Nelson Goodman, Languages of Art, Indianapolis, IN, 1974, pp. 42–3.


Ibid., p. 234.


Thomas Sebeok, Signs: An Introduction to Semiotics, Toronto 1994, section on «Features of Iconicity.»


Jean-Luc Nancy, Distinct Oscillation, in idem, The Ground of the Image (note 16), pp. 63–79.


7. Images as sign systems. The many structural semiotic theories are hardly mentioned in this book, despite a fairly extensive literature that includes Fernande Saint-Martin and the Belgian Groupe µ. The Swedish scholar Göran Sonesson, author of a number of books on systematic visual semiotics, is excluded from these Seminars. [16] Partly that is because both North American and some German scholarship rejects systematic semiotics, and partly it is because performative, open, and contextual readings have become central in art history.

8. Images as defective sign systems. This argument is usually assigned to Nelson Goodman, and especially his argument against naturalism. In the effort to capture «the crucial difference between pictorial and verbal properties,» he argues, representation is «disengaged from perverted ideas of it as an idiosyncratic physical process like mirroring, and is recognized as a symbolic relationship.» [17] The notion of a defective or incomplete system is crucial to this sense of what an image is: «In painting and sculpture, exemplification is syntactically and semantically dense. Neither the pictorial characteristics nor the exemplified properties are differentiated; and exemplified predicates come from a discursive and unlimited natural language.» [18] Goodman has an unresolved position in some contemporary discussions of the image, and of the texts on this opening list, he is the one most likely to be almost adopted: «almost» because the authors who most believe him, including Tom Mitchell in these Seminars, are also the ones least likely to use his theories in any detailed way. [19]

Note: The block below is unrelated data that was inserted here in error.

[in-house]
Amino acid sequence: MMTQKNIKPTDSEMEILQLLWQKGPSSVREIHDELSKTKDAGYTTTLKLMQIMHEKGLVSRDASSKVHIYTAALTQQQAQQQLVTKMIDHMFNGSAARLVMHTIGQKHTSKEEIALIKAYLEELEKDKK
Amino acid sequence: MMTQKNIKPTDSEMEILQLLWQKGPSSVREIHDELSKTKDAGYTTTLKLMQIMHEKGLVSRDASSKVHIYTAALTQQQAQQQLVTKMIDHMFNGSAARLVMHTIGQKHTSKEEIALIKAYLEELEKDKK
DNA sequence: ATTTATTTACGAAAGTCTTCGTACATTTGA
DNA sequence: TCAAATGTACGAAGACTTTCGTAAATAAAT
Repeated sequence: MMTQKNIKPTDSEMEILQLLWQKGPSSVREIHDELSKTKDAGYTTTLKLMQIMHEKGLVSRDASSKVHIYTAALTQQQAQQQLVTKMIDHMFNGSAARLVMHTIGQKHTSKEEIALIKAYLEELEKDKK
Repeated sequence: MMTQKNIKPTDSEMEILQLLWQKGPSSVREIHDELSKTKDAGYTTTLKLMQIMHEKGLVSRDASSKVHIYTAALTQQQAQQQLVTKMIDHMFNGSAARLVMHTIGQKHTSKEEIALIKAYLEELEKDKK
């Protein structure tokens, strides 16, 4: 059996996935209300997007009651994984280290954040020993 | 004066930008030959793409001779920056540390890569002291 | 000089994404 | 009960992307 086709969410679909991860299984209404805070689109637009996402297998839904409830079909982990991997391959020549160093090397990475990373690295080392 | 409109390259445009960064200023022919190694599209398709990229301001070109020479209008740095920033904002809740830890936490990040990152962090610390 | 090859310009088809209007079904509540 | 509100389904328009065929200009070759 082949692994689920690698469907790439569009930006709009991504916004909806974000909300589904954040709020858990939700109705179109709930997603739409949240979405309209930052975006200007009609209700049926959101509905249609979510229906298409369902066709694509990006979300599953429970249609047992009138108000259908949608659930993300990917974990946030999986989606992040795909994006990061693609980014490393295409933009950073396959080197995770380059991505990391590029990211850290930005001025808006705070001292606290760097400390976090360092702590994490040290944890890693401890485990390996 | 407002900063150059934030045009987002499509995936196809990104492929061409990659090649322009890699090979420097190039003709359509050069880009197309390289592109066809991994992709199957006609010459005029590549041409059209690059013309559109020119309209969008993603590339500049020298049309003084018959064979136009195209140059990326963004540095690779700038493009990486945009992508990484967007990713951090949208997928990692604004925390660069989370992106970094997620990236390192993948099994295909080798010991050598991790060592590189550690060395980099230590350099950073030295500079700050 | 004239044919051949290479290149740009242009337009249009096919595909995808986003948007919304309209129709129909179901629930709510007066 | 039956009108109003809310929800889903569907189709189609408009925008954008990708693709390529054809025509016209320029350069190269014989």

9. Images as a genus, composed of individual species. Goodman’s theories divide images into different kinds, and so do many others. In general, theories that try to divide images do not get much further than the distinction between naturalistic images and their proposed counterparts, which are normally named diagrams, notations, or graphs. [20] Thomas Sebeok’s Signs: An Introduction to Semiotics, for example, begins with Peirce’s triad icon, index, and symbol. Sebeok then comments: «the neglect of diagrams is particularly incomprehensible in view of the fact that they loomed large in Peirce’s own semiotic research.» [21] I think the Seminars reflect the general tenor of the literature in that they are less interested in the actual divisions than in the idea of dividing. Aside from a small recent literature on diagrams, most discussion on whether images are divisible into types has centered on the word/image dichotomy—and some form of that distinction is assumed even in philosophic texts interested in the image, such as Nancy’s essay «Distinct Oscillation» (i.e., between word and image). [22]

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